Paragraphs for Training Grants

This section of links may be inserted in part or as a whole in a proposal.
UTMB Overview a...
School of Nursing (SON) (long version)
      Master’s Nursing Program
      PhD Program in Nursing
School of Allied Health...
UTMB Bioinformatics Program
AT&T Center for Telehealth Research and Policy

Research Centers
Sealy Center on Aging (short ...
Safety Manuals and Standard Operating Procedures
       UTMB Safety Manual
       The Environmental Containment Laboratory...
Academic and clinical operations also operate under the President of the University. Deans of the four schools
and UTMB Vi...
School of Nursing (SON). The University of Texas Medical Branch School of Nursing, established in 1890 as
the John Sealy H...
The Department of Preventive Medicine and Community Health (PMCH) maintains the faculty expertise to
address contemporary ...
More than 470,000 square feet of space is dedicated to research, including the Truman Graves Blocker
Medical Research Buil...
UTMB’s School of Medicine has 752 full-time faculty, nearly 820 medical students, 500 clinical residents in
training, and ...
UTMB and UT Austin have maintained a close relationship since their establishment, but the degree of active
collaboration ...
concepts and knowledge in a clinical setting, applying them in a problem-solving mode. This makes
   learning of basic sci...
with issues of fertility, reproduction, and normal and abnormal sexual development. Computer-based
instruction and student...
(general preventive medicine, occupational medicine, and aerospace medicine). Approximately one-fourth of
Texas’s practici...
The Cell Biology Graduate Program is a multidisciplinary program designed to provide students the academic
and research sk...
of solving basic biological and health-related problems who will be competitive for leadership positions in
universities, ...
in other programs and for special students who do not seek a formal degree. PhD students in the Medical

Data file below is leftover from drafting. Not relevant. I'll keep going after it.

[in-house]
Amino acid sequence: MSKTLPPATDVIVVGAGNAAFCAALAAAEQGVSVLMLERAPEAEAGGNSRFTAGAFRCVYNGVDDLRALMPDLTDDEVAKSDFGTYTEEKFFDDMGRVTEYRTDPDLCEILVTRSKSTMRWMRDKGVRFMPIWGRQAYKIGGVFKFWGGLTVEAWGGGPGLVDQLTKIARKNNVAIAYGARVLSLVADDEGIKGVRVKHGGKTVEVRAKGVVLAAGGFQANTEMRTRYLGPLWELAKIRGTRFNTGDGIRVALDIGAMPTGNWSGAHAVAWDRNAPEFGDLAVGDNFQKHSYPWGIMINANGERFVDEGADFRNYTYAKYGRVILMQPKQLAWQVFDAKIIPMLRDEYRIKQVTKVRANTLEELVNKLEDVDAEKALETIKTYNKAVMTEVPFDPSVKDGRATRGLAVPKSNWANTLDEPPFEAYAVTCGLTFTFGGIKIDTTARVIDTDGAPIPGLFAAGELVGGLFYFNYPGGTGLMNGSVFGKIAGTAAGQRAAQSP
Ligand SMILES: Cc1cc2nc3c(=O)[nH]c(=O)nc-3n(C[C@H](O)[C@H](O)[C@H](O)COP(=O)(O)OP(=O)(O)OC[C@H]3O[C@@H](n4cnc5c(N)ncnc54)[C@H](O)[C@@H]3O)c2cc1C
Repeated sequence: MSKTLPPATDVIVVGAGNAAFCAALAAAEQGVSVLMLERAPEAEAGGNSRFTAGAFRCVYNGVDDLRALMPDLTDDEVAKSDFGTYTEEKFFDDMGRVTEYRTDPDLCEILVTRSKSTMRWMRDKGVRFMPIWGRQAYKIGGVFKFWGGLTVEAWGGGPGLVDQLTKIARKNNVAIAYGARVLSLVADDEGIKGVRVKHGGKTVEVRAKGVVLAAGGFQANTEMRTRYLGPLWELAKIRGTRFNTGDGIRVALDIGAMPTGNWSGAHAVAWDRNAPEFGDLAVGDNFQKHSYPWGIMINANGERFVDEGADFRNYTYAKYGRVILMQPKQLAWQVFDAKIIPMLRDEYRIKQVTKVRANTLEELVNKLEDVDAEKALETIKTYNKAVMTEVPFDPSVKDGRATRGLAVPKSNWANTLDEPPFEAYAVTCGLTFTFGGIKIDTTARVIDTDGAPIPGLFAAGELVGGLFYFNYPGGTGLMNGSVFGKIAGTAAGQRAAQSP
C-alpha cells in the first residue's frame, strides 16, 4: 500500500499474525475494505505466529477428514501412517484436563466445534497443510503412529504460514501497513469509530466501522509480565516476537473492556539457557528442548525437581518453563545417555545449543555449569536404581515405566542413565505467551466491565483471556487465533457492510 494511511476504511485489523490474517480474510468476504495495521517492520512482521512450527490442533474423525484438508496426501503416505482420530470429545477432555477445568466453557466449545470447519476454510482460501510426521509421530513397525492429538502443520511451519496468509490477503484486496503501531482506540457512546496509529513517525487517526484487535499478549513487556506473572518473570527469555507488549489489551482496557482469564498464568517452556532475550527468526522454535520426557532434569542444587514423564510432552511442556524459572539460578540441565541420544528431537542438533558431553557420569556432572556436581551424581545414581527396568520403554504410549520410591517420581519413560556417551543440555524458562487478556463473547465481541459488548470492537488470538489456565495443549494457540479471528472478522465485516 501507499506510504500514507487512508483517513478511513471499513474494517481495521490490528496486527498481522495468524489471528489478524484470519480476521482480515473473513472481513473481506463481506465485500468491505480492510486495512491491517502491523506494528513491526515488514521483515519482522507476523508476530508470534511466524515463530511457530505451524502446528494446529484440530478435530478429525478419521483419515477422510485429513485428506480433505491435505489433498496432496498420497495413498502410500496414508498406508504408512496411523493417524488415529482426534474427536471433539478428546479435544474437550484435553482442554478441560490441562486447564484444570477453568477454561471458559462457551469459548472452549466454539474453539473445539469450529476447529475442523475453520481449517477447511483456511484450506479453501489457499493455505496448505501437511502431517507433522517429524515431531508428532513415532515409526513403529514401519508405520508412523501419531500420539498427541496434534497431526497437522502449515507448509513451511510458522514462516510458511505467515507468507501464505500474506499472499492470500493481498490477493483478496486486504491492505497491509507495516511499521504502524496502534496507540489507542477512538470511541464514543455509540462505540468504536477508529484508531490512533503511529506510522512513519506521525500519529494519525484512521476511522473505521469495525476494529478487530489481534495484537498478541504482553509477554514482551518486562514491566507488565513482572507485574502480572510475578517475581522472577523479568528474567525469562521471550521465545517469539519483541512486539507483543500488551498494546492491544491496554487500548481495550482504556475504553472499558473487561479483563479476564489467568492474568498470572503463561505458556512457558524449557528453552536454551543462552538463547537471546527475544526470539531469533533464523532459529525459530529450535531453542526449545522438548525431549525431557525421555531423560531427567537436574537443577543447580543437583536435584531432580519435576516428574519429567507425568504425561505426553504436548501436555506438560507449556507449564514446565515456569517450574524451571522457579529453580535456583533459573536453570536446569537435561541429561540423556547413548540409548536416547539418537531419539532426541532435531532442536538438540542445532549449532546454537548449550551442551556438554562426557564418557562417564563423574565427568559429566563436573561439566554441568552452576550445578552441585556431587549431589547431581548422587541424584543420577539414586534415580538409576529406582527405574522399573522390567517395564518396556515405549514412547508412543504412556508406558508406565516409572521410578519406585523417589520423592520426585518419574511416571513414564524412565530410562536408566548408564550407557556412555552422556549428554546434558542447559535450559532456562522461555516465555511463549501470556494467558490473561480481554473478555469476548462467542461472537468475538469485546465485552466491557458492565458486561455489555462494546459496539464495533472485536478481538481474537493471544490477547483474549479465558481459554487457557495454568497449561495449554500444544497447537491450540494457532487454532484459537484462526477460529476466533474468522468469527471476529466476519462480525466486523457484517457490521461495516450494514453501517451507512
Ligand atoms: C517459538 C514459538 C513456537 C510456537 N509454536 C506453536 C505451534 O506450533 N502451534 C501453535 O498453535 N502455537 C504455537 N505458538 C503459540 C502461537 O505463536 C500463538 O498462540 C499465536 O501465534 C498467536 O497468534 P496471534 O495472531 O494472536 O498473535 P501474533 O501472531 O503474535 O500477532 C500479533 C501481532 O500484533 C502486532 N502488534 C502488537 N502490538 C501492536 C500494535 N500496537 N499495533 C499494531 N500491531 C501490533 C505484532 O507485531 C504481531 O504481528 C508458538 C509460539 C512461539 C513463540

Humanities are exp...
pursuing advanced research, the PhD curriculum in Rehabilitation Sciences is offered through the Graduate
Program in Preve...
cognitive/neurological rehabilitation, and rehabilitation in aging. Fellows conduct collaborative research with
core facul...
UTMB's Efforts to Increase Numbers of Disadvantaged Students in the Health Professions. Substantial
institutional resource...
of these candidates, the director of the Office of Equal Opportunity and Diversity sits on all search committees
and is a ...
combined total was $963,890. This does not include exceptional need scholarships, or other awards given by
UTMB. Two years...
*Expected to complete by 5th Year


 Graduation of Under-Represented Minority Students. As noted, UTMB has made significan...
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  1. 1. Paragraphs for Training Grants This section of links may be inserted in part or as a whole in a proposal. UTMB Overview and Administration Patient Care Education School of Medicine (short version) School of Nursing (SON) (short version) School of Allied Health Sciences (SAHS) (short version) Graduate School of Biomedical Sciences (GSBS) Department of Preventive Medicine and Community Health (PMCH) (short version) Diversity (short version) For more complete descriptions of resources and programs, this section of links may be inserted in part or as a whole. Please note, several facilities, programs, or centers in this list have short, alternative, and longer descriptions. University of Texas Medical Branch (UTMB) Overview (alternate version) History Patient Care (alternate version) Education (alternate version) School of Medicine School of Nursing School of Allied Health Sciences Graduate School of Biomedical Sciences UTMB and the University of Texas at Austin School of Medicine (SOM) Integrated Medical Curriculum (IMC) Gross Anatomy and Radiology (GAR) Molecules, Cells, and Tissues (MCT) Pathobiology and Host Defense (PHD) Cardiovascular/Pulmonary (CVP) Gastroenterology/Nutrition (GIN) Renal/Fluid/Electrolytes (RFE) Dermatology/Hematology/Musculoskeletal (DHM) Great Syndromes Practice of Medicine Year 1 and Year 2 (POM 1 & 2) IMC Course Committees Academic Progress Committee Student USMLE Scores Graduate School of Biomedical Sciences (GSBS) Department of Preventive Medicine and Community Health (PMCH) (short version) Department of Preventive Medicine and Community Health (PMCH) (long version) Sociomedical Sciences Division Division of Epidemiology and Biostatistics Cell Biology Graduate Program Cellular Physiology and Molecular Biophysics Program Experimental Pathology Program Graduate Program in Biochemistry and Molecular Biology (BMB) Biophysical, Structural & Computational Biology (BSCB) Graduate Program in the Medical Humanities Microbiology and Immunology Program Neuroscience Graduate Program (NGP) Graduate Program in Pharmacology and Toxicology Masters in Medical Science (MMS) Institute for the Medical Humanities (IMH)